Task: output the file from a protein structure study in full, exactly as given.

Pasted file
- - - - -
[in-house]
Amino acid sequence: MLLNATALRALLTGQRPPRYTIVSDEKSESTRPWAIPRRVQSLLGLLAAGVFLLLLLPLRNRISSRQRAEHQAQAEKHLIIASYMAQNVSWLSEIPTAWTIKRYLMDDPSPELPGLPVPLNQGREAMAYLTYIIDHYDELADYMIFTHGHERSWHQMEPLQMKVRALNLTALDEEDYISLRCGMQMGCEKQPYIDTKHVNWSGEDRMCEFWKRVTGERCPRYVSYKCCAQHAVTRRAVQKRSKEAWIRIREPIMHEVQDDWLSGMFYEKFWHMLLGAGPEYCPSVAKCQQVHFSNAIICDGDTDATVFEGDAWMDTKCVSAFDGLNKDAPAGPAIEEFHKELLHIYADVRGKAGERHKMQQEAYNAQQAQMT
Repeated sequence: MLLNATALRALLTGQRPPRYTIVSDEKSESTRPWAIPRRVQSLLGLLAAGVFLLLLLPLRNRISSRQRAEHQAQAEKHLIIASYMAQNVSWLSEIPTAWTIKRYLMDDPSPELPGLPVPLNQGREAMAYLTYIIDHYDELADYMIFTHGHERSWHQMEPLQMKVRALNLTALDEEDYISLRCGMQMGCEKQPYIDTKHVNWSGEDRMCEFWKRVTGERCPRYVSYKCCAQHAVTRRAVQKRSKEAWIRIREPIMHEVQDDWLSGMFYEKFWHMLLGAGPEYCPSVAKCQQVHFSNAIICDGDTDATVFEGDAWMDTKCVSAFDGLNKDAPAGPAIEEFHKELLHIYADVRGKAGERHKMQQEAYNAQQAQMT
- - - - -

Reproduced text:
[in-house]
Amino acid sequence: MLLNATALRALLTGQRPPRYTIVSDEKSESTRPWAIPRRVQSLLGLLAAGVFLLLLLPLRNRISSRQRAEHQAQAEKHLIIASYMAQNVSWLSEIPTAWTIKRYLMDDPSPELPGLPVPLNQGREAMAYLTYIIDHYDELADYMIFTHGHERSWHQMEPLQMKVRALNLTALDEEDYISLRCGMQMGCEKQPYIDTKHVNWSGEDRMCEFWKRVTGERCPRYVSYKCCAQHAVTRRAVQKRSKEAWIRIREPIMHEVQDDWLSGMFYEKFWHMLLGAGPEYCPSVAKCQQVHFSNAIICDGDTDATVFEGDAWMDTKCVSAFDGLNKDAPAGPAIEEFHKELLHIYADVRGKAGERHKMQQEAYNAQQAQMT
Repeated sequence: MLLNATALRALLTGQRPPRYTIVSDEKSESTRPWAIPRRVQSLLGLLAAGVFLLLLLPLRNRISSRQRAEHQAQAEKHLIIASYMAQNVSWLSEIPTAWTIKRYLMDDPSPELPGLPVPLNQGREAMAYLTYIIDHYDELADYMIFTHGHERSWHQMEPLQMKVRALNLTALDEEDYISLRCGMQMGCEKQPYIDTKHVNWSGEDRMCEFWKRVTGERCPRYVSYKCCAQHAVTRRAVQKRSKEAWIRIREPIMHEVQDDWLSGMFYEKFWHMLLGAGPEYCPSVAKCQQVHFSNAIICDGDTDATVFEGDAWMDTKCVSAFDGLNKDAPAGPAIEEFHKELLHIYADVRGKAGERHKMQQEAYNAQQAQMT